Strategists at Goldman Sachs estimate that U.S. households will sell off $750 billion in stock in 2023, due to rising bond yields and reduced savings, according to an article in Bloomberg. Instead, those households will give more allocation to credit and money-market assets, the strategists believe.
Though American households have been one of the biggest segments of buyers in stocks over the last 15 years—making up 38% of the U.S. equity market—that trend began to slow down once the Fed started implementing their tightening policies. Even if bond yields continue to go down after their recent decline, “households would still be net sellers of stocks,” Cormac Connors, who led the Goldman Sachs team, wrote in a note. So far this year, $51 billion has been drained from equity mutual funds and ETFs, according to Goldman data that is cited in the article.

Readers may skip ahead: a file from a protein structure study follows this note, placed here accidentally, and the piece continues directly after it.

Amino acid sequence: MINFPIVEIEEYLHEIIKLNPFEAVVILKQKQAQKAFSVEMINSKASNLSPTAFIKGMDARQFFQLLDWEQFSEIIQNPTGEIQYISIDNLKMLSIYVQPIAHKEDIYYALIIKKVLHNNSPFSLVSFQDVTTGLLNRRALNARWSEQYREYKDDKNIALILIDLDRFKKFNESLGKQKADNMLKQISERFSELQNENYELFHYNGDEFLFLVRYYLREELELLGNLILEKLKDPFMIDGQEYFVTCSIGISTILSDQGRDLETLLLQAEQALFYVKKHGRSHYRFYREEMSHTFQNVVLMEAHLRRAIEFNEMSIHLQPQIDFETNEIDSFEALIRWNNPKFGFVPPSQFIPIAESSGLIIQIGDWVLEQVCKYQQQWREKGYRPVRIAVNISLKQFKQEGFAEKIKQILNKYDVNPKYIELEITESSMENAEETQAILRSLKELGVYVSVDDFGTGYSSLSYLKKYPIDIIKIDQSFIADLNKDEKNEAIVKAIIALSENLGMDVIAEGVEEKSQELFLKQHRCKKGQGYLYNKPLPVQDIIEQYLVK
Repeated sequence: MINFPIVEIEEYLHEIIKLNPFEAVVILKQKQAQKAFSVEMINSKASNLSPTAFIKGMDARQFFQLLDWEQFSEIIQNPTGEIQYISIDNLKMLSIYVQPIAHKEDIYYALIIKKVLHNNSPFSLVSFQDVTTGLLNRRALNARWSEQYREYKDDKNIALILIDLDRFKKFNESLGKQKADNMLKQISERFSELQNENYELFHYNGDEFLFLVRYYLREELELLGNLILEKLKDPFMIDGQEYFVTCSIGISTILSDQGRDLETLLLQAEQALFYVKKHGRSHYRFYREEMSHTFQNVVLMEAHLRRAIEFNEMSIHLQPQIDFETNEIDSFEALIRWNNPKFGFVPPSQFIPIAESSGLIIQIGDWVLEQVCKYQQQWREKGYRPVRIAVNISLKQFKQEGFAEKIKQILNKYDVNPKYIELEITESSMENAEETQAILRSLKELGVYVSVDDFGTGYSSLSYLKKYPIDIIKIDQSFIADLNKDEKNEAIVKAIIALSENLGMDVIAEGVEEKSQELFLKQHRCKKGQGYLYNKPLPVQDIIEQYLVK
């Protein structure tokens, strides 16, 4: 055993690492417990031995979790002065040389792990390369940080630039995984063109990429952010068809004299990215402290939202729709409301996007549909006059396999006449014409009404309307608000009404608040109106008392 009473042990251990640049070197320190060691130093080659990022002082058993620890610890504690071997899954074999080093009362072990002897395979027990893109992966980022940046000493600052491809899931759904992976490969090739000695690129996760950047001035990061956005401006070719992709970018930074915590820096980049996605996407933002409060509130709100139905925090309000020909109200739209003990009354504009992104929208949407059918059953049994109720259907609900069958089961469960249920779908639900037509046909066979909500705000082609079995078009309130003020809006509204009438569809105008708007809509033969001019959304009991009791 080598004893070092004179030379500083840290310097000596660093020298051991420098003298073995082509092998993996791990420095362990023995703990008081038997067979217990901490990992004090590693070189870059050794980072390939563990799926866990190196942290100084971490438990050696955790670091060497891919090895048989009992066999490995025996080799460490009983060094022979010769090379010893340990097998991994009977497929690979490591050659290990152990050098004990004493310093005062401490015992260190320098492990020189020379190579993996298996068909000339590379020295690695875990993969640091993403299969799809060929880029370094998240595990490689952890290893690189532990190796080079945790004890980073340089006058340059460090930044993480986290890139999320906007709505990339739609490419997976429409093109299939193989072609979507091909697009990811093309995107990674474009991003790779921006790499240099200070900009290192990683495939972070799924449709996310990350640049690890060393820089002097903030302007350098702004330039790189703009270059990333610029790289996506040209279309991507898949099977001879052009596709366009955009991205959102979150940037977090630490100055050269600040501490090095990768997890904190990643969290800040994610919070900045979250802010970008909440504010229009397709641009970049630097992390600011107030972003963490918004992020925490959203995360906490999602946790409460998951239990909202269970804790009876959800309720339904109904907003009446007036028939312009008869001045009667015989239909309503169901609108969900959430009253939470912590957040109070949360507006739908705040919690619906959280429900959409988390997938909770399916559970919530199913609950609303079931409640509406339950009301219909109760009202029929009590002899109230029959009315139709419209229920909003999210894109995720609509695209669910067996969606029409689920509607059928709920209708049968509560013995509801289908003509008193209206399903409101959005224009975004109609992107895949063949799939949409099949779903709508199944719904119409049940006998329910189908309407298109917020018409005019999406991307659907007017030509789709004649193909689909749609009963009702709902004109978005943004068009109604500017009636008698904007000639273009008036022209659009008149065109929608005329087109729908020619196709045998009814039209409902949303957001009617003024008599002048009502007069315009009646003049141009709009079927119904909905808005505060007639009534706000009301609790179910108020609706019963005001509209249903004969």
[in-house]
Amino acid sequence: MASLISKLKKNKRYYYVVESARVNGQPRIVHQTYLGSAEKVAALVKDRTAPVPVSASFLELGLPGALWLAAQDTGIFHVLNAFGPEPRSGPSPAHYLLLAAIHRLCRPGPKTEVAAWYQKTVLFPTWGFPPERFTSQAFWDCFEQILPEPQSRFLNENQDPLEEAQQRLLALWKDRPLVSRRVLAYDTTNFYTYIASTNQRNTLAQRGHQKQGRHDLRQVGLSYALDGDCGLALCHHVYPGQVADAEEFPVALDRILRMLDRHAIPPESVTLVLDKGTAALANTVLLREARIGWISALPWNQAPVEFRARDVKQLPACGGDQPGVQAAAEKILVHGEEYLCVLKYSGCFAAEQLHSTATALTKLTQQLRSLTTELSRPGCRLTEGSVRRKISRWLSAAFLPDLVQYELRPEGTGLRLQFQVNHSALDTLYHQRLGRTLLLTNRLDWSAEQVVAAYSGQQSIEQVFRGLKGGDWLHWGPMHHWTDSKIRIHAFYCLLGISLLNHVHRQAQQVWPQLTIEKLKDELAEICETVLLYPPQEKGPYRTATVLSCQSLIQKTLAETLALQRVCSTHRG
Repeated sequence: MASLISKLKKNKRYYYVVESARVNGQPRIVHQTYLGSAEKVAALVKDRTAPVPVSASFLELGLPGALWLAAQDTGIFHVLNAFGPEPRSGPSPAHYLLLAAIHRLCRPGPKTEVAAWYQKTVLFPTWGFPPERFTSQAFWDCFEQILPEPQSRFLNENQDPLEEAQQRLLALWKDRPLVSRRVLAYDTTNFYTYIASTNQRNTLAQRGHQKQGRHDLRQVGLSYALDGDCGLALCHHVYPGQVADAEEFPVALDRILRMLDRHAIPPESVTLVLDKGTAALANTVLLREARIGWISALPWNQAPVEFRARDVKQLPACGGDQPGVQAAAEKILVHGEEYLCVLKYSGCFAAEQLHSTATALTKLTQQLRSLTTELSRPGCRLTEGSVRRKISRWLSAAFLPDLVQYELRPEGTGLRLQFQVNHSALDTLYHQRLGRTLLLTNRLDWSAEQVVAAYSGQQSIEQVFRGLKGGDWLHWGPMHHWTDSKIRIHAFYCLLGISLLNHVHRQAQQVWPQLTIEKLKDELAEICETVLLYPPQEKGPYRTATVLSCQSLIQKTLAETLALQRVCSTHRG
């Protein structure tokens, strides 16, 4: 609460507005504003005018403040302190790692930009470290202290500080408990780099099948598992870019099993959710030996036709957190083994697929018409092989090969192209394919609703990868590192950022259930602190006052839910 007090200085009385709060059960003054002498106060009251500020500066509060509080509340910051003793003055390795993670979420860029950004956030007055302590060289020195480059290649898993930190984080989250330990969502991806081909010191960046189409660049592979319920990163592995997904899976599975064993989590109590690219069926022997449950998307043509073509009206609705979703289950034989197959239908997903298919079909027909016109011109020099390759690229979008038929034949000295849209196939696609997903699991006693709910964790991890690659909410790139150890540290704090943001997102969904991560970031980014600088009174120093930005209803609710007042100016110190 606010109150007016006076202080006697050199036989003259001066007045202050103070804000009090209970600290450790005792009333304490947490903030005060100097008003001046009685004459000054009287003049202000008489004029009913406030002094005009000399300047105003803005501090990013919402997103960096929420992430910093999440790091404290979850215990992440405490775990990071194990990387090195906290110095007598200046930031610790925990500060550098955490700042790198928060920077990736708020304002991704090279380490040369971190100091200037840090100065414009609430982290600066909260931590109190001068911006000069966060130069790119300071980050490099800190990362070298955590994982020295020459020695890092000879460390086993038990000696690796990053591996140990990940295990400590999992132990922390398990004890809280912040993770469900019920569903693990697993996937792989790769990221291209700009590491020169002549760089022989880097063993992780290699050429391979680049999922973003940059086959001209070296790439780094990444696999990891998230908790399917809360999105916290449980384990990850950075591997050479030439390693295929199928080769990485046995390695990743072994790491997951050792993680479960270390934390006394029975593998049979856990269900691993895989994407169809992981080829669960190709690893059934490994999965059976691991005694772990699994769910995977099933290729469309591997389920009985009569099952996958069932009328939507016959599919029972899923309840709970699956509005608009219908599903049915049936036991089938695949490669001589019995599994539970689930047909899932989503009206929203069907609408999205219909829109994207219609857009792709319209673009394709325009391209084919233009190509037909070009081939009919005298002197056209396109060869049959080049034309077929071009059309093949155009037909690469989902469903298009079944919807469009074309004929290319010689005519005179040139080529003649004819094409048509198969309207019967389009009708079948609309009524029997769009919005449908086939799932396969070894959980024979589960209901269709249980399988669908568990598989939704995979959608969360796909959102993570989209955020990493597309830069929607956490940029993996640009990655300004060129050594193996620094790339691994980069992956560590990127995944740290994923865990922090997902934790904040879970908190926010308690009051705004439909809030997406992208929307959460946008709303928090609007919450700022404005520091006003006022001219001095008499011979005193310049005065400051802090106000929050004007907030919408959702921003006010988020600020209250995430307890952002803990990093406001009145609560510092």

The strategists analyzed equity demand by examining the 10-year Treasury yield and personal savings to determine their estimate for stock sales by U.S. households, noting that if lower yields persist, sales could be as little as $400 billion. But in a more bearish situation, that sales estimate could go as high as $1.1 trillion, the article reports. Meanwhile, the Goldman Sachs team expects foreign investors to be net buyers of stocks worth $550 billion and corporations worth $350 billion, while pension funds will snap up $200 billion.